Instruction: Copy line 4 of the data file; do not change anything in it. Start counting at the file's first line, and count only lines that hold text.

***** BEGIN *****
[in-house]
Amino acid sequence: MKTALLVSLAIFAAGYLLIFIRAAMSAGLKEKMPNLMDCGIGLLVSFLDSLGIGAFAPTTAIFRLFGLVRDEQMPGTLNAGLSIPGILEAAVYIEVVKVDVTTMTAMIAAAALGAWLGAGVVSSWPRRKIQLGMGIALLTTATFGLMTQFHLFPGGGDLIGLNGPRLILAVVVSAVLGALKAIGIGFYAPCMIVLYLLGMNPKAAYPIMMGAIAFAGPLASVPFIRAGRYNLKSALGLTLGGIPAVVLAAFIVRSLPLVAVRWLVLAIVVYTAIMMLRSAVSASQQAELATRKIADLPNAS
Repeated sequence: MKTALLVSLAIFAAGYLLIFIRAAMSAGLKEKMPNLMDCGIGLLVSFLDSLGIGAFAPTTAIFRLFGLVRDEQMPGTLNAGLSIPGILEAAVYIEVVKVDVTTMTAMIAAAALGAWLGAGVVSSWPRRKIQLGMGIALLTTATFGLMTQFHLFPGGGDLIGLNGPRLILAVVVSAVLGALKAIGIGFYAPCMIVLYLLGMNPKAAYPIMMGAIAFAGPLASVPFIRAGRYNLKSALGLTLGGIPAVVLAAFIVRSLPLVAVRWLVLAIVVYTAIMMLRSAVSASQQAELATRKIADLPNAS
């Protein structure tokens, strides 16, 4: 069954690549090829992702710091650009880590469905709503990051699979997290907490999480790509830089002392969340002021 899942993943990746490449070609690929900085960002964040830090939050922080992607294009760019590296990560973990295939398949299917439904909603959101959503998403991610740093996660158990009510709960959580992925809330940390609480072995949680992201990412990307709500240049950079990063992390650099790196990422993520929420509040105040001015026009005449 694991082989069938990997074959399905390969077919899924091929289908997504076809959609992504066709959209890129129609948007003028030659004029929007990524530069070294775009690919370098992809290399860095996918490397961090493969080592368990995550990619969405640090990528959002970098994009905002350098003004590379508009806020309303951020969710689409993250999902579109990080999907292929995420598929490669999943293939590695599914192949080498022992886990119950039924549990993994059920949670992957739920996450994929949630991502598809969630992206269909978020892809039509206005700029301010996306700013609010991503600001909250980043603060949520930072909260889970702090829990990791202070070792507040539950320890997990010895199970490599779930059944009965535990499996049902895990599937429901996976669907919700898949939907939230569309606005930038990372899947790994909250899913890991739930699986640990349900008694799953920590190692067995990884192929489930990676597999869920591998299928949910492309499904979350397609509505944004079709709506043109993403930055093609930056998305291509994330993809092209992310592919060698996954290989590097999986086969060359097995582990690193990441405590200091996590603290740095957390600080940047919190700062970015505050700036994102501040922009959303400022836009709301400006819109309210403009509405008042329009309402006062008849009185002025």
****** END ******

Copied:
């Protein structure tokens, strides 16, 4: 069954690549090829992702710091650009880590469905709503990051699979997290907490999480790509830089002392969340002021 899942993943990746490449070609690929900085960002964040830090939050922080992607294009760019590296990560973990295939398949299917439904909603959101959503998403991610740093996660158990009510709960959580992925809330940390609480072995949680992201990412990307709500240049950079990063992390650099790196990422993520929420509040105040001015026009005449 694991082989069938990997074959399905390969077919899924091929289908997504076809959609992504066709959209890129129609948007003028030659004029929007990524530069070294775009690919370098992809290399860095996918490397961090493969080592368990995550990619969405640090990528959002970098994009905002350098003004590379508009806020309303951020969710689409993250999902579109990080999907292929995420598929490669999943293939590695599914192949080498022992886990119950039924549990993994059920949670992957739920996450994929949630991502598809969630992206269909978020892809039509206005700029301010996306700013609010991503600001909250980043603060949520930072909260889970702090829990990791202070070792507040539950320890997990010895199970490599779930059944009965535990499996049902895990599937429901996976669907919700898949939907939230569309606005930038990372899947790994909250899913890991739930699986640990349900008694799953920590190692067995990884192929489930990676597999869920591998299928949910492309499904979350397609509505944004079709709506043109993403930055093609930056998305291509994330993809092209992310592919060698996954290989590097999986086969060359097995582990690193990441405590200091996590603290740095957390600080940047919190700062970015505050700036994102501040922009959303400022836009709301400006819109309210403009509405008042329009309402006062008849009185002025």